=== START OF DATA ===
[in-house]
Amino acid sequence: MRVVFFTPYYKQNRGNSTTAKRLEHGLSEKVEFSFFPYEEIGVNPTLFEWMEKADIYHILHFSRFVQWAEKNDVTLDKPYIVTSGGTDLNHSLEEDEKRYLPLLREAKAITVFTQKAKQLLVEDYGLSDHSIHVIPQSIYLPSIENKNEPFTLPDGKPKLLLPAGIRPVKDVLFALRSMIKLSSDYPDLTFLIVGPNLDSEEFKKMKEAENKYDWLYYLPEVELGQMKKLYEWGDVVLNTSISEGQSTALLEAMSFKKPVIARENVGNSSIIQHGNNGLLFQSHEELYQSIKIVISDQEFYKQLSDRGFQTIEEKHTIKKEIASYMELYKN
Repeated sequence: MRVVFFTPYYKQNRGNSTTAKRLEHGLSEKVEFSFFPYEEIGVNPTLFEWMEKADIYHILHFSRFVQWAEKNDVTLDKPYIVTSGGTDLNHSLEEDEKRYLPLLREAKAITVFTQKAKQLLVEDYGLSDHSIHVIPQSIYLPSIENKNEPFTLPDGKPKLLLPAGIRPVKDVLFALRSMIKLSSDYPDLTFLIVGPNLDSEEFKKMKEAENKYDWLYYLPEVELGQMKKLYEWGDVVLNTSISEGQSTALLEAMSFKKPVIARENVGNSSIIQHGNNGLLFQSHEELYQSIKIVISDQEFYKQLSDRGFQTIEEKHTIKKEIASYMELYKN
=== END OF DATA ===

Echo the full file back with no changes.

[in-house]
Amino acid sequence: MRVVFFTPYYKQNRGNSTTAKRLEHGLSEKVEFSFFPYEEIGVNPTLFEWMEKADIYHILHFSRFVQWAEKNDVTLDKPYIVTSGGTDLNHSLEEDEKRYLPLLREAKAITVFTQKAKQLLVEDYGLSDHSIHVIPQSIYLPSIENKNEPFTLPDGKPKLLLPAGIRPVKDVLFALRSMIKLSSDYPDLTFLIVGPNLDSEEFKKMKEAENKYDWLYYLPEVELGQMKKLYEWGDVVLNTSISEGQSTALLEAMSFKKPVIARENVGNSSIIQHGNNGLLFQSHEELYQSIKIVISDQEFYKQLSDRGFQTIEEKHTIKKEIASYMELYKN
Repeated sequence: MRVVFFTPYYKQNRGNSTTAKRLEHGLSEKVEFSFFPYEEIGVNPTLFEWMEKADIYHILHFSRFVQWAEKNDVTLDKPYIVTSGGTDLNHSLEEDEKRYLPLLREAKAITVFTQKAKQLLVEDYGLSDHSIHVIPQSIYLPSIENKNEPFTLPDGKPKLLLPAGIRPVKDVLFALRSMIKLSSDYPDLTFLIVGPNLDSEEFKKMKEAENKYDWLYYLPEVELGQMKKLYEWGDVVLNTSISEGQSTALLEAMSFKKPVIARENVGNSSIIQHGNNGLLFQSHEELYQSIKIVISDQEFYKQLSDRGFQTIEEKHTIKKEIASYMELYKN